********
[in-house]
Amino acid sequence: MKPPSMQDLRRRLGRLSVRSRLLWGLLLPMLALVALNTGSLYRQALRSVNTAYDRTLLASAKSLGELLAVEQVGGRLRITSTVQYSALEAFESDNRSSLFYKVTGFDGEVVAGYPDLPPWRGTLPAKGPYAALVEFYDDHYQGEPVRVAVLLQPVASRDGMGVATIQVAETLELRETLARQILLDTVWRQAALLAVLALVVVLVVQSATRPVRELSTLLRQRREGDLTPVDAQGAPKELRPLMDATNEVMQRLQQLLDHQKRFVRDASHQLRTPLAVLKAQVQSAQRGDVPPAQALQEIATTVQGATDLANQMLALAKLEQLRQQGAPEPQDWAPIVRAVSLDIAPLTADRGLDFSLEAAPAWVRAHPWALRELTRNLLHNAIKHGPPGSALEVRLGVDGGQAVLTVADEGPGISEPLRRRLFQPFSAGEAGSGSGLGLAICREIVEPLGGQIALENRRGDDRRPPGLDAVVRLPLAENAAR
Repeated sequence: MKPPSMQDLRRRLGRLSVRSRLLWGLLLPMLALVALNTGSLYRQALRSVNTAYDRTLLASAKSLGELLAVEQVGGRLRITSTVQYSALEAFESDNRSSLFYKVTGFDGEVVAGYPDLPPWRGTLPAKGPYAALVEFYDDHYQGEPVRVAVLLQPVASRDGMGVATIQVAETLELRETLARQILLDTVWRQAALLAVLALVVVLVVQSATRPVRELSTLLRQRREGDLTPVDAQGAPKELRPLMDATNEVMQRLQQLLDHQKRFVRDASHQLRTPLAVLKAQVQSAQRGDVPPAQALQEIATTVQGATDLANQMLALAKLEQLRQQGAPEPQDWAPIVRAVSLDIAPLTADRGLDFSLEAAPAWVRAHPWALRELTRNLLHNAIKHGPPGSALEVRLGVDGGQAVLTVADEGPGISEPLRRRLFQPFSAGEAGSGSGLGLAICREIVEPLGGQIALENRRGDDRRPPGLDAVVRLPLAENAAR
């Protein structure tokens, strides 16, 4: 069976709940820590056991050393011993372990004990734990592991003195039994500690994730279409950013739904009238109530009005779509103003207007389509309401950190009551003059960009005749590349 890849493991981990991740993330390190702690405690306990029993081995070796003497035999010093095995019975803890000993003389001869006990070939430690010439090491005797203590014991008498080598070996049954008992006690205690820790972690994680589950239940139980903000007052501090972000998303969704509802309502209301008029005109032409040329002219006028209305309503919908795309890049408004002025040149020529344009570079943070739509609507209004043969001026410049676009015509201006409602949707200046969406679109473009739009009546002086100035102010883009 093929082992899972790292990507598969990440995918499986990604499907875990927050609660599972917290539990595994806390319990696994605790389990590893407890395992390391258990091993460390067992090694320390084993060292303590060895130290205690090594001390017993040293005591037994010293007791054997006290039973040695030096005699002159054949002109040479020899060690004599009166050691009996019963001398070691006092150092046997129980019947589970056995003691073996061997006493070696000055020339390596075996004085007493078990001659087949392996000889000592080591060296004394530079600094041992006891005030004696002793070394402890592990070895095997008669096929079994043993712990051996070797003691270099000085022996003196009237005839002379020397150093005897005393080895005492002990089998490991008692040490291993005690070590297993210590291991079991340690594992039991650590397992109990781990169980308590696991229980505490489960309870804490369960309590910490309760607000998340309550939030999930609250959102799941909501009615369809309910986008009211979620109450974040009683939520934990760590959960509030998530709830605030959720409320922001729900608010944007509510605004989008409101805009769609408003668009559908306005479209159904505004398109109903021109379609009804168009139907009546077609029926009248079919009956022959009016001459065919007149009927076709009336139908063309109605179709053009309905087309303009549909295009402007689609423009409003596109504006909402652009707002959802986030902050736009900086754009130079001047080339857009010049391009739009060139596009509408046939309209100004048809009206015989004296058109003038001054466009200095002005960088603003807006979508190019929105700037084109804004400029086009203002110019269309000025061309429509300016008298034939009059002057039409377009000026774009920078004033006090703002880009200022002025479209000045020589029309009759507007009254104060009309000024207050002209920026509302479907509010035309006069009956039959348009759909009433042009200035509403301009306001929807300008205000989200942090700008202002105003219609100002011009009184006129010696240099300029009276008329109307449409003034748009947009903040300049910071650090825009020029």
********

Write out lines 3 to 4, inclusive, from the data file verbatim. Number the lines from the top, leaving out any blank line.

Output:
Repeated sequence: MKPPSMQDLRRRLGRLSVRSRLLWGLLLPMLALVALNTGSLYRQALRSVNTAYDRTLLASAKSLGELLAVEQVGGRLRITSTVQYSALEAFESDNRSSLFYKVTGFDGEVVAGYPDLPPWRGTLPAKGPYAALVEFYDDHYQGEPVRVAVLLQPVASRDGMGVATIQVAETLELRETLARQILLDTVWRQAALLAVLALVVVLVVQSATRPVRELSTLLRQRREGDLTPVDAQGAPKELRPLMDATNEVMQRLQQLLDHQKRFVRDASHQLRTPLAVLKAQVQSAQRGDVPPAQALQEIATTVQGATDLANQMLALAKLEQLRQQGAPEPQDWAPIVRAVSLDIAPLTADRGLDFSLEAAPAWVRAHPWALRELTRNLLHNAIKHGPPGSALEVRLGVDGGQAVLTVADEGPGISEPLRRRLFQPFSAGEAGSGSGLGLAICREIVEPLGGQIALENRRGDDRRPPGLDAVVRLPLAENAAR
């Protein structure tokens, strides 16, 4: 069976709940820590056991050393011993372990004990734990592991003195039994500690994730279409950013739904009238109530009005779509103003207007389509309401950190009551003059960009005749590349 890849493991981990991740993330390190702690405690306990029993081995070796003497035999010093095995019975803890000993003389001869006990070939430690010439090491005797203590014991008498080598070996049954008992006690205690820790972690994680589950239940139980903000007052501090972000998303969704509802309502209301008029005109032409040329002219006028209305309503919908795309890049408004002025040149020529344009570079943070739509609507209004043969001026410049676009015509201006409602949707200046969406679109473009739009009546002086100035102010883009 093929082992899972790292990507598969990440995918499986990604499907875990927050609660599972917290539990595994806390319990696994605790389990590893407890395992390391258990091993460390067992090694320390084993060292303590060895130290205690090594001390017993040293005591037994010293007791054997006290039973040695030096005699002159054949002109040479020899060690004599009166050691009996019963001398070691006092150092046997129980019947589970056995003691073996061997006493070696000055020339390596075996004085007493078990001659087949392996000889000592080591060296004394530079600094041992006891005030004696002793070394402890592990070895095997008669096929079994043993712990051996070797003691270099000085022996003196009237005839002379020397150093005897005393080895005492002990089998490991008692040490291993005690070590297993210590291991079991340690594992039991650590397992109990781990169980308590696991229980505490489960309870804490369960309590910490309760607000998340309550939030999930609250959102799941909501009615369809309910986008009211979620109450974040009683939520934990760590959960509030998530709830605030959720409320922001729900608010944007509510605004989008409101805009769609408003668009559908306005479209159904505004398109109903021109379609009804168009139907009546077609029926009248079919009956022959009016001459065919007149009927076709009336139908063309109605179709053009309905087309303009549909295009402007689609423009409003596109504006909402652009707002959802986030902050736009900086754009130079001047080339857009010049391009739009060139596009509408046939309209100004048809009206015989004296058109003038001054466009200095002005960088603003807006979508190019929105700037084109804004400029086009203002110019269309000025061309429509300016008298034939009059002057039409377009000026774009920078004033006090703002880009200022002025479209000045020589029309009759507007009254104060009309000024207050002209920026509302479907509010035309006069009956039959348009759909009433042009200035509403301009306001929807300008205000989200942090700008202002105003219609100002011009009184006129010696240099300029009276008329109307449409003034748009947009903040300049910071650090825009020029």